Artistic endeavors are frequently overlooked and discounted by Western culture, in favor of more analytical and concrete pursuits. This is probably due to the fact that relatively few people have enough artistic drive to dedicate their lives to their art.

Taoism takes a much different stand. While we can only perceive so much with our eyes and our intellects, art allows us to perceive the universe in a completely different way. Artists have a gift for detaching their intellect from their imagination, and this allows their creations to be completely untouched by fallible human reasoning. By bypassing that reasoning and intellect, art can truly communicate directly with the soul. Artistic expression is the closest humans can come to communicating the Tao to each other, and for that reason it is precious. To discount or invalidate it would be to discount the reality of the Tao.

It is through Nature that we observe and study the Tao. Nature is the true, unbiased manifestation of the Way. Thus, if we harm Nature, we are acting contrary to the Tao, and we are also injuring our own ability to perceive it. We act in the interest of the Natural world wherever and whenever possible, through ecological and environmental activism, as well as active protest against those who would carelessly damage Nature for their own gain.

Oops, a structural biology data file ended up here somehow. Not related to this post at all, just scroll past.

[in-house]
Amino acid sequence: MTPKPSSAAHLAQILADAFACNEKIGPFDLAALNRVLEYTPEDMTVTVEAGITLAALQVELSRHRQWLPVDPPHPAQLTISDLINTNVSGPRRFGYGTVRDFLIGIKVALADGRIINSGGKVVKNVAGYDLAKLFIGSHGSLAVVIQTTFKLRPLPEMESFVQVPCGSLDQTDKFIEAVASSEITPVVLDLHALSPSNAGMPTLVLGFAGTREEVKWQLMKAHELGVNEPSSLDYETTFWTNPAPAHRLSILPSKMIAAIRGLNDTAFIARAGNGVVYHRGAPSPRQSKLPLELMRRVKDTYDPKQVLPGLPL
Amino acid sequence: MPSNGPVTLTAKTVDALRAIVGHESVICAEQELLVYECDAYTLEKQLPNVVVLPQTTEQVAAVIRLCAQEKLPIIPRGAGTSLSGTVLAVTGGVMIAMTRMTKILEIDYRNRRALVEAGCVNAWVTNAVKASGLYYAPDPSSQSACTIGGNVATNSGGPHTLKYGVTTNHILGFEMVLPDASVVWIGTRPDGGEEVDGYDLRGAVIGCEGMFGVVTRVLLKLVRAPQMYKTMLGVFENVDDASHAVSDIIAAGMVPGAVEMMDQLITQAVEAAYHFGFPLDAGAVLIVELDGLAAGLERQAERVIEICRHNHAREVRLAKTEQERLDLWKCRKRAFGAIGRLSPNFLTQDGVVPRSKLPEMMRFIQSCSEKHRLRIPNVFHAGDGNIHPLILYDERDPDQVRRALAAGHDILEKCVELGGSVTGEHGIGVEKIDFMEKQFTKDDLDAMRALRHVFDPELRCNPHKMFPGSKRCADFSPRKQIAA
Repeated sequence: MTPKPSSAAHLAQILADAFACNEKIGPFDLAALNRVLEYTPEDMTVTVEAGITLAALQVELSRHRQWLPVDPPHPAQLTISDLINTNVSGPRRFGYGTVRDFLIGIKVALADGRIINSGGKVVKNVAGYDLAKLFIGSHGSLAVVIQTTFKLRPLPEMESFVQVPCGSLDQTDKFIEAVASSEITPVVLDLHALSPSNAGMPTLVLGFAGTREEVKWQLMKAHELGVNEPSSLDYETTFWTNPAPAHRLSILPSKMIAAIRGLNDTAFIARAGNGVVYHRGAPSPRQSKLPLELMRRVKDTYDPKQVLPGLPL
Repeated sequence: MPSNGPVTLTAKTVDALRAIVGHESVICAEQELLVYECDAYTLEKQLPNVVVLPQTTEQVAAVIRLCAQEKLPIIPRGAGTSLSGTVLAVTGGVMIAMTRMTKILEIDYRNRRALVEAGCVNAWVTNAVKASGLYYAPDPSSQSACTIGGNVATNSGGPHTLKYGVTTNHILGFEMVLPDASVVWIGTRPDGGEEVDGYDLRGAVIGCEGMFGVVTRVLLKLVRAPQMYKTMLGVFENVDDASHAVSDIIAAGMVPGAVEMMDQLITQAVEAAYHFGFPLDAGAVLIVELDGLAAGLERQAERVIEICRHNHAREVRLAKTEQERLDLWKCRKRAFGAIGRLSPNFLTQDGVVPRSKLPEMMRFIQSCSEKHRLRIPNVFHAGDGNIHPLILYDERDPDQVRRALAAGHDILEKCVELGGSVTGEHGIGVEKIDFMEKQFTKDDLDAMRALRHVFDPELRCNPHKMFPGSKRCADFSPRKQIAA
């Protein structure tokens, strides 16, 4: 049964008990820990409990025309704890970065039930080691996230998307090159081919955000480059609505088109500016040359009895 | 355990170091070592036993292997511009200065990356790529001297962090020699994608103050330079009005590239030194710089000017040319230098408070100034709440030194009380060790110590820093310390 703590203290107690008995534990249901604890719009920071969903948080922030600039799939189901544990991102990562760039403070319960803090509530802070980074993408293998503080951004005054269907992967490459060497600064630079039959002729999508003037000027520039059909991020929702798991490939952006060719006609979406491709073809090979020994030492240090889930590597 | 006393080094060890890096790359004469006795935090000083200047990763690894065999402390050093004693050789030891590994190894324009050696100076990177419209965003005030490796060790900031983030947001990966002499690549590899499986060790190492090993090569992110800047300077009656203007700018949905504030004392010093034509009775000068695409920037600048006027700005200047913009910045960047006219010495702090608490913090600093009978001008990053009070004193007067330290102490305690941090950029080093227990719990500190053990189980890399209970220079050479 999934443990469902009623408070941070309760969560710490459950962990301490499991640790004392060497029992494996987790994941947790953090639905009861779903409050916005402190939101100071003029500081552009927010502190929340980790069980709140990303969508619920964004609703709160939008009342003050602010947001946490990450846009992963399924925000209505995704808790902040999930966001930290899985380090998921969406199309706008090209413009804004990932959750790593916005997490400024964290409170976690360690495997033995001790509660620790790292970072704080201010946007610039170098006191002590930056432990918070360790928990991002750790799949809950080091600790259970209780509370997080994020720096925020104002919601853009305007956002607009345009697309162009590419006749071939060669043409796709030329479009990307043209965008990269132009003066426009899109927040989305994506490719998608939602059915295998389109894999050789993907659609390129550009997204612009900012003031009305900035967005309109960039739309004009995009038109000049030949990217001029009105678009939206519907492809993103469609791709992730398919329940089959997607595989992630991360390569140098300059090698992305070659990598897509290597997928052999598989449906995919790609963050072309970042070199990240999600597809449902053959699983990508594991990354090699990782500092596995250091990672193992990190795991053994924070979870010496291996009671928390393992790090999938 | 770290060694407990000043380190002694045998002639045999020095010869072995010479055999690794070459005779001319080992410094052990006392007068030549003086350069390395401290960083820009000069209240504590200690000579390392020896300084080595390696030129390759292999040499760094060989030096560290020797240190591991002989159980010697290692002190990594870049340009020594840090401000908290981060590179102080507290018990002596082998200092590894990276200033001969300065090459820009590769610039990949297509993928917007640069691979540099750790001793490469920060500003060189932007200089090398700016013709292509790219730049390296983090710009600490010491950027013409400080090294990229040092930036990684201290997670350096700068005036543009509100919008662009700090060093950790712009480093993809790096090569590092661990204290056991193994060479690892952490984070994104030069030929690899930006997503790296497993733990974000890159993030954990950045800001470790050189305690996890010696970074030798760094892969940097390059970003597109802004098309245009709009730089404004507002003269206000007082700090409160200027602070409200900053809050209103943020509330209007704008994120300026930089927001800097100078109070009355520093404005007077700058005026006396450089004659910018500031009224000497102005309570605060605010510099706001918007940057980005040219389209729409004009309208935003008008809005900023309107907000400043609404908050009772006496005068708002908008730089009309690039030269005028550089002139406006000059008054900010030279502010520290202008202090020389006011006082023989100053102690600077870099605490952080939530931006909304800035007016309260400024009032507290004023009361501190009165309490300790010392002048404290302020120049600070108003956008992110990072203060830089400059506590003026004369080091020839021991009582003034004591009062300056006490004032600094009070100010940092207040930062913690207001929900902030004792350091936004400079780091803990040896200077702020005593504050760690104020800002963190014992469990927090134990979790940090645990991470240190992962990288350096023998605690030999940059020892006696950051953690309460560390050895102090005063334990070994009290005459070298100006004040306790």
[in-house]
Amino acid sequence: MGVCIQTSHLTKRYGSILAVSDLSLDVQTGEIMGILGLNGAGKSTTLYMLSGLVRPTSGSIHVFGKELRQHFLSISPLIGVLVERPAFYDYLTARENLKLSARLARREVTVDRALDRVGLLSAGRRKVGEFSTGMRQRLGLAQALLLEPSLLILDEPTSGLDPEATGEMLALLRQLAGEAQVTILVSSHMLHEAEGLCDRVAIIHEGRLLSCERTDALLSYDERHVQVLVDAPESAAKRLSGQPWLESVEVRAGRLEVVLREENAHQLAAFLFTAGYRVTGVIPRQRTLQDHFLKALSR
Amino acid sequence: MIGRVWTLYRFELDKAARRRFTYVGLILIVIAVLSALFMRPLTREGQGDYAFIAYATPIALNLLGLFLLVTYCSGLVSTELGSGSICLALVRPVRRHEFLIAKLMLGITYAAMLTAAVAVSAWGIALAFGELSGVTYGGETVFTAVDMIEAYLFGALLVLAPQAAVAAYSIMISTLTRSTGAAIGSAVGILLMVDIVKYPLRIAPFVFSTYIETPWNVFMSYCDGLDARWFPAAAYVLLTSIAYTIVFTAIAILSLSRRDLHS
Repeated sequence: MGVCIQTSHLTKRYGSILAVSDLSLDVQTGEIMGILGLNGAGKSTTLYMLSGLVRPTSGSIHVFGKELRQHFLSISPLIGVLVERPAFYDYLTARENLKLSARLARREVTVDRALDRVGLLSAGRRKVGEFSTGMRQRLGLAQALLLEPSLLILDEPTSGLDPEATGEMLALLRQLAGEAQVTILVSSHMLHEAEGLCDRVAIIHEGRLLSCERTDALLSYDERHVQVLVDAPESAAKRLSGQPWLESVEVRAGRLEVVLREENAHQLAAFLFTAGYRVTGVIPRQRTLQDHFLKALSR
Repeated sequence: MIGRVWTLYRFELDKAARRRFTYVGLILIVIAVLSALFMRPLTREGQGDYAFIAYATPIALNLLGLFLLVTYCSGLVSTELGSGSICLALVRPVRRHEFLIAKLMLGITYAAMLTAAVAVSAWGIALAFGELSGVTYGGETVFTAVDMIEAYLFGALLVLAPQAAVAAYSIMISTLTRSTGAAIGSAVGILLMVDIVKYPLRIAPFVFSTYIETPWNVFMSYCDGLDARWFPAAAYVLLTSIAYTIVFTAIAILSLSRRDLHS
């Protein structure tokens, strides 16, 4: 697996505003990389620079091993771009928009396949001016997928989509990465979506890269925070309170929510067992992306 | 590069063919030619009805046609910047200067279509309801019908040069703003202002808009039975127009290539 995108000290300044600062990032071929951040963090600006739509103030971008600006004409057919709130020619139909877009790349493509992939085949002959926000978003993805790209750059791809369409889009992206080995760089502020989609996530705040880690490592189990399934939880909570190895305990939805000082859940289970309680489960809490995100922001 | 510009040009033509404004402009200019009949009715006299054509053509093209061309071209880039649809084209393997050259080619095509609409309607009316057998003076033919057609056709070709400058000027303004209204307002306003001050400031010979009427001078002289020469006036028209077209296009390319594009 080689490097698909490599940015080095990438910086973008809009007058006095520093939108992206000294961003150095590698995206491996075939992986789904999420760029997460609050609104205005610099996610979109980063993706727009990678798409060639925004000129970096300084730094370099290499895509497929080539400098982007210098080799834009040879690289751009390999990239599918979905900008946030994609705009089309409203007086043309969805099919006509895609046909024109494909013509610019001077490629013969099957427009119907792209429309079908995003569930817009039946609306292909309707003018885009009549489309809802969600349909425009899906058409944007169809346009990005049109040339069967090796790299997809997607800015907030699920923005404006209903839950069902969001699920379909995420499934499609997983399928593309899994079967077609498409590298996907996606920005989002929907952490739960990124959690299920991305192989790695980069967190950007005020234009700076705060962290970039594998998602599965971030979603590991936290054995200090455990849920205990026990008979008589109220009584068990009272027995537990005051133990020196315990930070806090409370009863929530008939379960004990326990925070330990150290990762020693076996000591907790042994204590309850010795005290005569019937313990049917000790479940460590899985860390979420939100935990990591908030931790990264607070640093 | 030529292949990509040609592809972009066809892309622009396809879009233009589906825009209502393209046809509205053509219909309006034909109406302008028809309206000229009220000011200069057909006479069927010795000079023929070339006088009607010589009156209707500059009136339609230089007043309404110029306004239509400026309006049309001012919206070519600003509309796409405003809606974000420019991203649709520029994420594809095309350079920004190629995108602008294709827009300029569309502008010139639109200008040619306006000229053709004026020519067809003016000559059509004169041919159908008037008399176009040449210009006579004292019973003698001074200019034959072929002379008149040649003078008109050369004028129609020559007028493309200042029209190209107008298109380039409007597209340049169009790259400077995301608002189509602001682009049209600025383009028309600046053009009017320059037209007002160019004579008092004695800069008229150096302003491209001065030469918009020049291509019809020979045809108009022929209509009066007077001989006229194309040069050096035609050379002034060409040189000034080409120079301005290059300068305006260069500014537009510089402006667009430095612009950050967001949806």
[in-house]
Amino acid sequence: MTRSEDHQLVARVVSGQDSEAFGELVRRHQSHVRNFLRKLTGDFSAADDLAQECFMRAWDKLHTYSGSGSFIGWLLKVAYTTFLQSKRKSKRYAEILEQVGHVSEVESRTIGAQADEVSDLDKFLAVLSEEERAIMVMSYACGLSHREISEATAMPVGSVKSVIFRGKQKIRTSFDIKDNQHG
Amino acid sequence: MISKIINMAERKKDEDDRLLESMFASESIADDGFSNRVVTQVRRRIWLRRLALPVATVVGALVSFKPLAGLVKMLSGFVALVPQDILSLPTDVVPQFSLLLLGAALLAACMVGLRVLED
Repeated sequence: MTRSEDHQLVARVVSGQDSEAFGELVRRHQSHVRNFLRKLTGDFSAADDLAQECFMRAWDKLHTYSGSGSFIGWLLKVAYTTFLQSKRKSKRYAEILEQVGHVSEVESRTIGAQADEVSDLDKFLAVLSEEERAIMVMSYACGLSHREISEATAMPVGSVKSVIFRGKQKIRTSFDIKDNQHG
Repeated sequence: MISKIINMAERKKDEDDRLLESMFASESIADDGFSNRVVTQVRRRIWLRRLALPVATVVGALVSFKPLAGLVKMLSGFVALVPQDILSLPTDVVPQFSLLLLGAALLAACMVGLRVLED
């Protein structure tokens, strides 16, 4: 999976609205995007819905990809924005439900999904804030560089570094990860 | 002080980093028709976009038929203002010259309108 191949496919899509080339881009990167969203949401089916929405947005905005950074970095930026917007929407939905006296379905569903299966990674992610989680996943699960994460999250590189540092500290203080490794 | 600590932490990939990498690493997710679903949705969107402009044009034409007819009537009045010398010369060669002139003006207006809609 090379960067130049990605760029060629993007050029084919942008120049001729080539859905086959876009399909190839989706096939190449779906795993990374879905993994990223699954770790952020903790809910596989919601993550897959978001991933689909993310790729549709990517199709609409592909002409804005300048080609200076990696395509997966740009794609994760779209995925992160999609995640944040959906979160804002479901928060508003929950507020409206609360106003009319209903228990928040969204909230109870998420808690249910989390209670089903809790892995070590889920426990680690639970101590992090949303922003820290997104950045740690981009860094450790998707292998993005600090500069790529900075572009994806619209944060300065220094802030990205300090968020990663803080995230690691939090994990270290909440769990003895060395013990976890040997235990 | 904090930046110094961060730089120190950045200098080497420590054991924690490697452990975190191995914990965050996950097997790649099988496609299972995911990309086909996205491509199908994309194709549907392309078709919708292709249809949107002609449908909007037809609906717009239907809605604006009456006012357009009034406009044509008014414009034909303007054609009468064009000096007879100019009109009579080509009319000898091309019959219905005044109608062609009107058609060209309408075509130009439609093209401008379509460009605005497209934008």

We believe that all religions essentially seek the same understanding. No religious path is "better" than another (since every creature sees the universe in a slightly different way), but because we are Taoists, we understandably believe that Taoism is more "direct" than other traditions. We make that statement based on the following observations:

1) We do not feel the need to personify the Tao or depict it as a personal god(s), unlike the vast majority of organized world religions.

2) We do not need the selfish goals of "salvation" and "immortality" to keep us on the Path; we seek a more evolved, self-reliant sense of conscience, and we devote our lives to harmonizing that conscience with the Way.